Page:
Ok, so if anyone actually reads this... you might have noticed a little lag in my blogs the past few days... the truth is, you can call it either laziness or tiredness... I'm approaching the end of my 13-day trip to the Left Coast. It's been enjoyable and honestly I'm not as tired as I thought I'd be by this point... but still the blogging has slowed down... so maybe I have!

    This past Saturday, I took it easy most of the day, caught up on stuff and watched some college football. The good thing about being out west, is as soon as you wake up on Saturday morning, the college football games are already on... I think I slept in until around 10am... when I flipped the TV on, a bunch of games were on, all into the late first quarter/early second quarter. And, it's not like games end much earlier here, as the west coast games are just on later. It's a sweet deal in that respect.

    Later that evening, I met with a guy who is getting his PhD from Fordham University, but lives in Seattle with his wife and their 5 kids! Yea, they're in their 40s - and he (like most people around Seattle) works in the software industry, but is getting a PhD in philosophy, he already has a few master's degrees - theology, philosophy and an undergrad in biology. Impressive. Ganske came with me and met with him too, I think we're forging a nice little network of ISI and Discovery Institute folks in the Seattle area, not to mention people interested in what it means to be a Christian intellectual.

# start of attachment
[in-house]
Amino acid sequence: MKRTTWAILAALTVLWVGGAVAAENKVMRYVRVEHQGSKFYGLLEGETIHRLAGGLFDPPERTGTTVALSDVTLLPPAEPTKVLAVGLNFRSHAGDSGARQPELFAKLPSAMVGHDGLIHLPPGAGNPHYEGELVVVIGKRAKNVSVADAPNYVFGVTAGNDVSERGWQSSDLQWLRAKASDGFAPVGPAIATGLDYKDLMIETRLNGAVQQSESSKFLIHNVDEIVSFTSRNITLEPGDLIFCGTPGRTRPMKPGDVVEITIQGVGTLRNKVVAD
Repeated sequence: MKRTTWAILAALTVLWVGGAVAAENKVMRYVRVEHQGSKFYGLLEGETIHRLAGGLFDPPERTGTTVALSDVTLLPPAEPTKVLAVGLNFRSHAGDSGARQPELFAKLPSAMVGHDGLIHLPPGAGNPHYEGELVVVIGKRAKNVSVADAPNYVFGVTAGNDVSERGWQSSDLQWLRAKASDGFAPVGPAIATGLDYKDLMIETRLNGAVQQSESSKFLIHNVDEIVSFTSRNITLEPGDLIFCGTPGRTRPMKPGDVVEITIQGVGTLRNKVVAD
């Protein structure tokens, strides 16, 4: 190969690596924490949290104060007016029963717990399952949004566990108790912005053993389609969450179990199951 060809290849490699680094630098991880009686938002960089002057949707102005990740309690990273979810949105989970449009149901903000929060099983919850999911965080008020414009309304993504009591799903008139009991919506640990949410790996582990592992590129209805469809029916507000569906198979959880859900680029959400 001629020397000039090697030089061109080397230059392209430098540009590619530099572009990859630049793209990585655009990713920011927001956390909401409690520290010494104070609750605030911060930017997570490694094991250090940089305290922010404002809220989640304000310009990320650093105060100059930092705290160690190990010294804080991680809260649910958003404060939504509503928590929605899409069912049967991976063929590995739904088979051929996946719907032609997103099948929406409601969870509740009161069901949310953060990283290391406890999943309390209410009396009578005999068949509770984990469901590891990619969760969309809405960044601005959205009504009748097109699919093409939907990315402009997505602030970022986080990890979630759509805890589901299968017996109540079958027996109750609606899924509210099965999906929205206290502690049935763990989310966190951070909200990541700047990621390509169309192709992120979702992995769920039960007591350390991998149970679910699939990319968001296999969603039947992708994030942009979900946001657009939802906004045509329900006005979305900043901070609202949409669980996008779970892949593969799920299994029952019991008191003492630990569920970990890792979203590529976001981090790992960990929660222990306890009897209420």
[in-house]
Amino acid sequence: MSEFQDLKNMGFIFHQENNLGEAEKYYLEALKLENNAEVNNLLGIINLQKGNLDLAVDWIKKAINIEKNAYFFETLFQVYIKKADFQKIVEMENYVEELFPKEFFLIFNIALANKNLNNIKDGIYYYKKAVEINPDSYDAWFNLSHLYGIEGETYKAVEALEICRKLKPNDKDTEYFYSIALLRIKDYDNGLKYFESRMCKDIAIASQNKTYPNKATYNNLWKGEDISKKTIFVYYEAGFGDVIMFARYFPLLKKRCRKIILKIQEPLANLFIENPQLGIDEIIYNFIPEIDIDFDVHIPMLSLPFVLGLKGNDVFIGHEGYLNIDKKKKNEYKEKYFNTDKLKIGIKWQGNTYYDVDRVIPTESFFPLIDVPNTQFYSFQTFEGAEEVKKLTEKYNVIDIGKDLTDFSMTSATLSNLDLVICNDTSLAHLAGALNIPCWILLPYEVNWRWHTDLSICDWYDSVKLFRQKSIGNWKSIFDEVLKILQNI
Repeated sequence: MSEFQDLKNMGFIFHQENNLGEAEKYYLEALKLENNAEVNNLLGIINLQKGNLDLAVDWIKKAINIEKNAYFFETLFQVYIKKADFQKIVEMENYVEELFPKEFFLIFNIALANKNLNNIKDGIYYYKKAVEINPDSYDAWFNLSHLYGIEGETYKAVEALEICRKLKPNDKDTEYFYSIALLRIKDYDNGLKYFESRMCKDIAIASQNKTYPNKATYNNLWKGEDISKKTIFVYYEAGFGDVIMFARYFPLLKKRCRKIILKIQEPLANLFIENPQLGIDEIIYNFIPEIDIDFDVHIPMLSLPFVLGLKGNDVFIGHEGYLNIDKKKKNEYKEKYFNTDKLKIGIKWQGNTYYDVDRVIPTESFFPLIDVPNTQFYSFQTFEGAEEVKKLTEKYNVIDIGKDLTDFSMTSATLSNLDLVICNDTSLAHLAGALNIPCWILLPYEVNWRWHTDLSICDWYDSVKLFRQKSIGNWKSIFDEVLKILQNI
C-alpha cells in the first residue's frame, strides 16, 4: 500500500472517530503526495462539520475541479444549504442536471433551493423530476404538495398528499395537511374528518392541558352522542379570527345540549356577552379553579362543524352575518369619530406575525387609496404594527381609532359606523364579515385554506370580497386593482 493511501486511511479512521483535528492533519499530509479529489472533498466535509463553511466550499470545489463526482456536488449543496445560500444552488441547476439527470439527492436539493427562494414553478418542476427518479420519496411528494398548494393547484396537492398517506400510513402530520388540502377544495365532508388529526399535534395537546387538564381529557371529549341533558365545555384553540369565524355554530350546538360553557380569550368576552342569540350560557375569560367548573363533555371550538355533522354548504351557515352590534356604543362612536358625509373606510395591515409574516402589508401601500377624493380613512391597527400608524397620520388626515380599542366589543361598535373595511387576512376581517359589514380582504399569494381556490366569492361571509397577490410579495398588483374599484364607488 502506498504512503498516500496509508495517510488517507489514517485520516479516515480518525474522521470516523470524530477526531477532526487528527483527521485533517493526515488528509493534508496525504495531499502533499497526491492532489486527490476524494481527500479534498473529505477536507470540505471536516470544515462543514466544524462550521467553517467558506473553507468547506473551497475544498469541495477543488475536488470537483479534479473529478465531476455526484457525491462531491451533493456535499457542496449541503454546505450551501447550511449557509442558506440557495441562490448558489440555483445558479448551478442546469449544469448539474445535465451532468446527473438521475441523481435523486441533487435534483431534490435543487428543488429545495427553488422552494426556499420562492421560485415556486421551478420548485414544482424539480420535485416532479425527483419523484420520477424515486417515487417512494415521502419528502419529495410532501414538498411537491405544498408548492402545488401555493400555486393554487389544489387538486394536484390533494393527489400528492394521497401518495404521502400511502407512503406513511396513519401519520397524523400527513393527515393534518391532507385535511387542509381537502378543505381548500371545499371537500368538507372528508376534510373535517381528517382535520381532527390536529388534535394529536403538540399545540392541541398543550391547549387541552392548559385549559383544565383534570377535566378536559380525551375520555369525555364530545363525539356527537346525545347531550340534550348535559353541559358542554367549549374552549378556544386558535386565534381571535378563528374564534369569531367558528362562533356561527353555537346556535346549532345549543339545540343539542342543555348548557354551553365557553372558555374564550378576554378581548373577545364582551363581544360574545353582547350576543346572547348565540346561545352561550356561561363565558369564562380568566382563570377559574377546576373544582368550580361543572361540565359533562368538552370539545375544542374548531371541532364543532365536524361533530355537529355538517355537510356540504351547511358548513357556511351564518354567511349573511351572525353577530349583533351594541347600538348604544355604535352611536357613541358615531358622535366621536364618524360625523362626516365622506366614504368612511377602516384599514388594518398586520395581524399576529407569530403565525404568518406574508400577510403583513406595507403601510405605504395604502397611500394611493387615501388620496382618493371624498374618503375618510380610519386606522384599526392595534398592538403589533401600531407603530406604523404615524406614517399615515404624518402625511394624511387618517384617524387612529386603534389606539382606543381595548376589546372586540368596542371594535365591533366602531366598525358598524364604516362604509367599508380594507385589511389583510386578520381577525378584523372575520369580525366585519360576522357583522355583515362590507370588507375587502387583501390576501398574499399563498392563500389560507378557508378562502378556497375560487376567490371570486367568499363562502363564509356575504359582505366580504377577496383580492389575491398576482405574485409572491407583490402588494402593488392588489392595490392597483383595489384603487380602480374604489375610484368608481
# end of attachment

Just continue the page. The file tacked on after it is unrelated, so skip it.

On Sunday, I woke up and went to mass at the St. James Cathedral here in Seattle. It's very nice, but very modern. It was a great service, and it is the only hope I see for Seattle... though hope for this city, in terms of a positive culture, is bleak. I wasn't very impressed with Seattle overall, but I can only think that the demographics will eventually be with us... a lot of "strange" people out here, in all sorts of ways.